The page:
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  • Writer's pictureDan Berridge

Analysis: Toronto FC (a). Lacklustre Lions escape the north with a valuable point.

This was not, if I'm being brutally honest, a well deserved point for Oscar Pareja's team. Toronto were by far the better team throughout the 90 minutes. And when Jozy Altidore headed the in front, looked on their way to 3 valuable points. Only a rush of blood to the head from Alex Bono allowed Orlando back into the game. An horrendous challenge on Benji Michel, by the TFC 'keeper, handed Nani the chance to equalise from 12 yards. Make no mistake, Orlando did not play well. They were lackadaisical in possession, and seemed unwilling to take any real risks. A home game against Philadelphia looms, and Orlando will have to improve significantly to take the win from that particular encounter.

Orlando seemed to be their own worst enemies throughout the game, giving themselves little to no chance to play out from the back and establish any real offensive rhythm. Tesho Akindele was largely anonymous in attack, and failed to win many of the balls sent his way. Both full-backs seemed reluctant to cross the halfway line, which invited pressure from the likes of Yeferson Soteldo and Alejandro Pozuelo. It was very frustrating to watch. The only real positive was that Orlando were able to take a point. Somehow. Alas, the ability to pick up points whilst not playing well is the hallmark of a good team.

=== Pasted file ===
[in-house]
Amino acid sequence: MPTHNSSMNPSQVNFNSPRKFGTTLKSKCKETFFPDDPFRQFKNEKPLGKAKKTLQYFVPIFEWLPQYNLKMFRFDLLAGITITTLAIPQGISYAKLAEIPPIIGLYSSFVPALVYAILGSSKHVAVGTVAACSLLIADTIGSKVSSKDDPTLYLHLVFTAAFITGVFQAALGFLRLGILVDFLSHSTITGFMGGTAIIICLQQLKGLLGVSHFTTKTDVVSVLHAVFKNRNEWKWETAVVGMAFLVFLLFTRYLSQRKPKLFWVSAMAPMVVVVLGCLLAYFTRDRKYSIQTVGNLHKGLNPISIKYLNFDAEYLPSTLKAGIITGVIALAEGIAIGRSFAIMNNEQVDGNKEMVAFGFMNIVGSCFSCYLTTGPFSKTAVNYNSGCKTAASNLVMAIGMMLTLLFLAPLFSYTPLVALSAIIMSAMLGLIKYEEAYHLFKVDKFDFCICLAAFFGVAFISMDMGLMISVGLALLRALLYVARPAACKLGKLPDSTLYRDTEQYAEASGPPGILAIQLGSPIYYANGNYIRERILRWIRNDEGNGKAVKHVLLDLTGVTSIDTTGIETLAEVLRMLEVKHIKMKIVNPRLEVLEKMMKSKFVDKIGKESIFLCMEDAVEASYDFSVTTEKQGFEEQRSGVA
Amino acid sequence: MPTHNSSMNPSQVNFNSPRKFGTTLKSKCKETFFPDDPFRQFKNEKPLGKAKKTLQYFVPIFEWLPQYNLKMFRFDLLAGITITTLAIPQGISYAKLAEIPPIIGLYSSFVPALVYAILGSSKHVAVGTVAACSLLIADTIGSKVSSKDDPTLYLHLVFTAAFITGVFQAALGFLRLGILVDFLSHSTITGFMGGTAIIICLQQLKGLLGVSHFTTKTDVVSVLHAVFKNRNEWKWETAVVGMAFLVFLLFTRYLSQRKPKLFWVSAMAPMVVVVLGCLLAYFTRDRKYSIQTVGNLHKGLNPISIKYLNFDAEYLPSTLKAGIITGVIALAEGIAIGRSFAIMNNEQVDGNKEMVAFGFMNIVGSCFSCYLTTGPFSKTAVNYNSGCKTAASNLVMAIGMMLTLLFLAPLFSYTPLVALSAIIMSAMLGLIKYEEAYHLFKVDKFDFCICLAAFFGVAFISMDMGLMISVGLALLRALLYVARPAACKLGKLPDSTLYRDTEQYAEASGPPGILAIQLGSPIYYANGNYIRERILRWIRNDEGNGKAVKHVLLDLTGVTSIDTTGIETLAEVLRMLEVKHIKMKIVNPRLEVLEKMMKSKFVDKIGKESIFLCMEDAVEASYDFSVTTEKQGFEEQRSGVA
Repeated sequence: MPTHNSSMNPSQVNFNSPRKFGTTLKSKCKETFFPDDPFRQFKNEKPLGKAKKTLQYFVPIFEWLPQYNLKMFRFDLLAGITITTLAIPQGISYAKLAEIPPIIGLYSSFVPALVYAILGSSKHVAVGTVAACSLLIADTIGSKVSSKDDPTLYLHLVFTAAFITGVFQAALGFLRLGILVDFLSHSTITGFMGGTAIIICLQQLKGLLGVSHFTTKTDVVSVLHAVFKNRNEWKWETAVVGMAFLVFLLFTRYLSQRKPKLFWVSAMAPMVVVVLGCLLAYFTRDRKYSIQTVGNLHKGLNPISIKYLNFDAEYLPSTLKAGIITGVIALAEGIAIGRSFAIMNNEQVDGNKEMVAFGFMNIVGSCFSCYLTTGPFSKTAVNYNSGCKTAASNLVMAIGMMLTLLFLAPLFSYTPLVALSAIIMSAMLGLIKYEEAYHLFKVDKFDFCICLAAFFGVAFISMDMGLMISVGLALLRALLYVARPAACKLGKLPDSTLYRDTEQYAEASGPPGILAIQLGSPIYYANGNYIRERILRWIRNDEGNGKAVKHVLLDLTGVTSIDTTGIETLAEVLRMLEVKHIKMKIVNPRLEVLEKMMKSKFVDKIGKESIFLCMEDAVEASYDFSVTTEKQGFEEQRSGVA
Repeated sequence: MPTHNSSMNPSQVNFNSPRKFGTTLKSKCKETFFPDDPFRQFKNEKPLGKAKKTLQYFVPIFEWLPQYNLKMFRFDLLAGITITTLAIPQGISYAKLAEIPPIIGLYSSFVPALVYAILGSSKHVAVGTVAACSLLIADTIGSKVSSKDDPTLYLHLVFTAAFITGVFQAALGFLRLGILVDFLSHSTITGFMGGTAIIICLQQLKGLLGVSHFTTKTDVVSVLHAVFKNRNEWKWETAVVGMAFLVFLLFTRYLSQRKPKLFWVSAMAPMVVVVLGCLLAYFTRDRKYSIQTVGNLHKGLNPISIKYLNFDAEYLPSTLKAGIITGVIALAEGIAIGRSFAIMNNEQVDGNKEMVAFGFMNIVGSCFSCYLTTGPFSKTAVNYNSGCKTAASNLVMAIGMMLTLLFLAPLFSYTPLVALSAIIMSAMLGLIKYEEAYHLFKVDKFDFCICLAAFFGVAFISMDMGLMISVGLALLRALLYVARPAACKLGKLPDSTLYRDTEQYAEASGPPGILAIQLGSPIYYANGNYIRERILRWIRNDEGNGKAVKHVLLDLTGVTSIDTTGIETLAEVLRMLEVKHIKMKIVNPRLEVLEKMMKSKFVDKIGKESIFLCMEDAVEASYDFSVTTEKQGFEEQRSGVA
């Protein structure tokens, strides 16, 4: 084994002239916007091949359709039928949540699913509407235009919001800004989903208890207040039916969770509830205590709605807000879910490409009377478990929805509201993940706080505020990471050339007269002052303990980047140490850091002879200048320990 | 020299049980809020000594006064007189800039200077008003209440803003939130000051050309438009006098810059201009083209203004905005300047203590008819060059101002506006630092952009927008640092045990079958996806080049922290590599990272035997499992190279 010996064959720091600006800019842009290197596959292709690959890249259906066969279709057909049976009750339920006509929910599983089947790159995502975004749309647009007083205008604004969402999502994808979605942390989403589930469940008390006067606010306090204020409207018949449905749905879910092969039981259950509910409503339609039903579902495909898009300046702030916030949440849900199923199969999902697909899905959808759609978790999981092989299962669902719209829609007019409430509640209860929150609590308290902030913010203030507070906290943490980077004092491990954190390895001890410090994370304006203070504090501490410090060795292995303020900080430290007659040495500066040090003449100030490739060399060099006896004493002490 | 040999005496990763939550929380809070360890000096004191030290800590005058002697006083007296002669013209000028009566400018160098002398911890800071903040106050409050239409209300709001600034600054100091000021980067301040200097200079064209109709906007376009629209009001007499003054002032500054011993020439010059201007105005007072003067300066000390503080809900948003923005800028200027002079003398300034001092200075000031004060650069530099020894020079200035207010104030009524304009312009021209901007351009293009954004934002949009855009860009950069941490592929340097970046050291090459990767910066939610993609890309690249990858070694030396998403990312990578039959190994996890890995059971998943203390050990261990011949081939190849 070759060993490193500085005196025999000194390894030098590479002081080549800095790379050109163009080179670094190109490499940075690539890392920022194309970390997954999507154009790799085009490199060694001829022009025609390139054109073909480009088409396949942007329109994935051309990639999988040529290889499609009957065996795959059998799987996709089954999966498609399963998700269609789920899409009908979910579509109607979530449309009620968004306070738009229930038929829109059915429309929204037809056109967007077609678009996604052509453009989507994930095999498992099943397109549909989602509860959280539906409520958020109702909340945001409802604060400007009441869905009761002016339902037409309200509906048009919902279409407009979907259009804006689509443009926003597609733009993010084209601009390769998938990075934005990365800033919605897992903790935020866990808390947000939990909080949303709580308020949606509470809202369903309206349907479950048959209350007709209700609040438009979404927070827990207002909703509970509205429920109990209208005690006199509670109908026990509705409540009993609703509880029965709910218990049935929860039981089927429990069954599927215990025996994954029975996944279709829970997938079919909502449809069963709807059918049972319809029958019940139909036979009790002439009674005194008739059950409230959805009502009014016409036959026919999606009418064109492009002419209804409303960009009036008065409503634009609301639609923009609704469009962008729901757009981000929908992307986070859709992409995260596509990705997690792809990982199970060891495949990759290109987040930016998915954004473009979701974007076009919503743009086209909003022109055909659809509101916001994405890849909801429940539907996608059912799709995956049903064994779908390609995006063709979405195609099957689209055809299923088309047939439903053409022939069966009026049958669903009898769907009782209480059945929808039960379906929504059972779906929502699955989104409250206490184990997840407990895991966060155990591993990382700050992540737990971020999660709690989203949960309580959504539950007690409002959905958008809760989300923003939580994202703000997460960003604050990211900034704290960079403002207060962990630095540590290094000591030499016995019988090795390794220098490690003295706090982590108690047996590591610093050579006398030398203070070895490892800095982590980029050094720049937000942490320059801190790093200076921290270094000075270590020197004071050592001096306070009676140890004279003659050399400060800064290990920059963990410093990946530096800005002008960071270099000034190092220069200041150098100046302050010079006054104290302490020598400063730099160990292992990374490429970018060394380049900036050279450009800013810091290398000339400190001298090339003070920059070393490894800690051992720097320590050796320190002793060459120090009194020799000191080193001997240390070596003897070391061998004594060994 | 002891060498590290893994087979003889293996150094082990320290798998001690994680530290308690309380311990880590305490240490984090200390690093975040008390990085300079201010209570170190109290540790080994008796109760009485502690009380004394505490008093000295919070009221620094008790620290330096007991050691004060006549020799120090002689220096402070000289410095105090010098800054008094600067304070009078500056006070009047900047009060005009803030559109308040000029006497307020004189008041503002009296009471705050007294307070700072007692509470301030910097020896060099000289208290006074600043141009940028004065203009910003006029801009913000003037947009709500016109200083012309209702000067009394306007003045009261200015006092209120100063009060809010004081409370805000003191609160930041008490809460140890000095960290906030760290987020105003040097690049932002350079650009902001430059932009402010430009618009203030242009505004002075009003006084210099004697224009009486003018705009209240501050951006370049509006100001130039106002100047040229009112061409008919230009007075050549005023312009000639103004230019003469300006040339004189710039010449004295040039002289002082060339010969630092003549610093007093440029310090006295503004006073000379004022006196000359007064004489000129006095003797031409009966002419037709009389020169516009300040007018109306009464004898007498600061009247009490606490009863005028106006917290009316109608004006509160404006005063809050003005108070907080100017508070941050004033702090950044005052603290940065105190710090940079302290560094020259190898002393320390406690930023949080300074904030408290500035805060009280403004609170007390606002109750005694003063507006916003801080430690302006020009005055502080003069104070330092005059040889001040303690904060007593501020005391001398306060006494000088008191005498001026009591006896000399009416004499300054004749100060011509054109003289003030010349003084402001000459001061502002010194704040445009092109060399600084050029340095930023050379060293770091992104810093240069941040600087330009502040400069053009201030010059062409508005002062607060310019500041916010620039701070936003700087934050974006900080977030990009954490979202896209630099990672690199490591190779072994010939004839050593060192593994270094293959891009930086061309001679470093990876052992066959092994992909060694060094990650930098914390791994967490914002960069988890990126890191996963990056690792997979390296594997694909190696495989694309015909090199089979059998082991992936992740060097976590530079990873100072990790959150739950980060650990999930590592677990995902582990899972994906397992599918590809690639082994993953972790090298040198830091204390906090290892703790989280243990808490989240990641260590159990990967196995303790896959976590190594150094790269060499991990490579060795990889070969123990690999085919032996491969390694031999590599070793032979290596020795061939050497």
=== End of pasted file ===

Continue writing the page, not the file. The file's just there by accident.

Lack of presence up front

This is going to sound like something of a Tesho bashing. And let me assure you, it's not. I have a huge amount of respect for Tesho Akindele in terms of the job he does. He's the Return of the Jedi of Orlando City strikers. He's OK, but not quite as good as what came before. Though he's no less important to the overall story. Daryl Dike is the Empire Strikes Back. Obviously. Duh. Tesho's performance in this game, though, was below par. And not in relation to someone like Dike, in relation to his role in this team.

What Tesho normally does is he holds the ball well, drops into space and pops it off to the supporting cast. His movement and hold-up just weren't there, as the following statistics will attest to; 19 touches, 15 passes (only 12 successful) 0 shots, 0 key passes, 0 tackles won, 0 interceptions. He is normally great at defending from the front, putting back-lines under pressure circa his goal against FC Cincinnati. There was hardly any of that during this game. Ordinarily he's very good at moving all along the front, and into those little pockets of space. During this game, however, his movement was almost static and was always toward the right hand side (figure 1). It was predictable, and easy to defend against.